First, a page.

One day I was running down the street after my toddler and I got a massive pain up my heart through my shoulder. My GP sent me for an ECG and luckily it came back normal, but they discovered very high blood pressure. And of course I had high cholesterol too. Those things I could take pills for, but it was the massive effort every day, just to get through the day that was the factor for me. And my feet hurt – all the time!

Then, how I felt about myself was bad too. You do lose your femininity as you get fatter. You just kind of become a thing or a blob. And I felt like I was losing my personality. I like my personality – I've never been the sort of fat person who hates herself – I like myself, but I was becoming something else.

By the time I got to 115 kg, at the age of 37, that was my limit. I knew I had to do something.

My dad had always said that he would pay for an operation if I wanted one. I had been thinking about it for about a year, but honestly, I was afraid of failing. I really thought, "If anyone is going to beat the lap band, it's going to be me," and then I knew I would be so disappointed and it would just be money wasted, so I really couldn't bring myself to do anything.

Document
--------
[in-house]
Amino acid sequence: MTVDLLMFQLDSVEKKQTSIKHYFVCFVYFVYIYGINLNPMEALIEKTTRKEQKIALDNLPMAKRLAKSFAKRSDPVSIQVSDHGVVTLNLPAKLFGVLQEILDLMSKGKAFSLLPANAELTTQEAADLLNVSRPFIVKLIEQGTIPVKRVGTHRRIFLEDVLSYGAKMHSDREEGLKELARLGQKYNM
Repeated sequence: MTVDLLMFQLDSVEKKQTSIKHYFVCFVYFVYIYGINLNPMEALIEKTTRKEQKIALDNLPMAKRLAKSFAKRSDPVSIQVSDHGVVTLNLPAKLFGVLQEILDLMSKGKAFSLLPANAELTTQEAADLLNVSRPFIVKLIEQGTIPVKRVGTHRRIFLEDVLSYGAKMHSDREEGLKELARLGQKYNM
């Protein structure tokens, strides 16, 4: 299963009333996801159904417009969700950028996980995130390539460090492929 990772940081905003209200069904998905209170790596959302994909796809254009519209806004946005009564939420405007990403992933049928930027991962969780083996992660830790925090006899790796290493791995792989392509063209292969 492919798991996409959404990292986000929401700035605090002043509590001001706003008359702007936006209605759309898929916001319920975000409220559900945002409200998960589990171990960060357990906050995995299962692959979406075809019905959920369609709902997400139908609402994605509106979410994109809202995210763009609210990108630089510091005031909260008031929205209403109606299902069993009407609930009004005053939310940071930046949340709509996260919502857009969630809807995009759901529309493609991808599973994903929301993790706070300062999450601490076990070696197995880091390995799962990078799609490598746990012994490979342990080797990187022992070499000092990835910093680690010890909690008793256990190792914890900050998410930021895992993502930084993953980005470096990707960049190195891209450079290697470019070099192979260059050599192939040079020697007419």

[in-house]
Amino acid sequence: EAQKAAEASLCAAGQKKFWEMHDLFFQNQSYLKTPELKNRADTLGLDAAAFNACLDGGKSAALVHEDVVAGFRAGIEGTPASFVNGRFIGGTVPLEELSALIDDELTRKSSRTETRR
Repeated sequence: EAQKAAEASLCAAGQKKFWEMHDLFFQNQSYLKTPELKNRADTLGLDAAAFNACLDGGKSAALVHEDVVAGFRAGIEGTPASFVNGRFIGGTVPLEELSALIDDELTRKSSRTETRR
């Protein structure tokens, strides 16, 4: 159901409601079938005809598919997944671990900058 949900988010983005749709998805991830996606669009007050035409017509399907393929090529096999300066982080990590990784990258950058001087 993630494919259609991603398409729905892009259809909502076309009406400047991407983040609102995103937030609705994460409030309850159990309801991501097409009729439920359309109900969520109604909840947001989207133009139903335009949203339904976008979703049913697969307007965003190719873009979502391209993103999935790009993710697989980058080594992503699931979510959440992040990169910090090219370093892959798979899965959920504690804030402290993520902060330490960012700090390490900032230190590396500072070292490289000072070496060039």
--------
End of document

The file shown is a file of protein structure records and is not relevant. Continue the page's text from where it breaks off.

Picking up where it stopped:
Everything changed when my sister, who has had the same path with putting on weight as me – she is nine years older – told me that she was considering getting a lap band done and I suddenly thought, "I don't want to be left behind."

My dad happened to ring up on the same day that she told me this, and I told him that I was thinking I would get it done and I would use my superannuation money to do it. He said no of course not – he had sold some property and the money was there and it was a done deal.

It does cost quite a lot. If you have medical insurance, which I don't, it costs $5000. Otherwise, without insurance you can get it done for about $17,000. I found a surgeon who did it at a bargain basement price, through Concord hospital, for $9000.

Both my sister and I went to the ‘O-Clinic’. O either stands for obesity, or for ‘Oh-mi-gosh-you’re-so-fat’.

When I went in, the surgeon looked at me and my history and said, “Well, you're from the country, and you haven't had much success of losing weight in the past – I think the sleeve is the way to go for you.”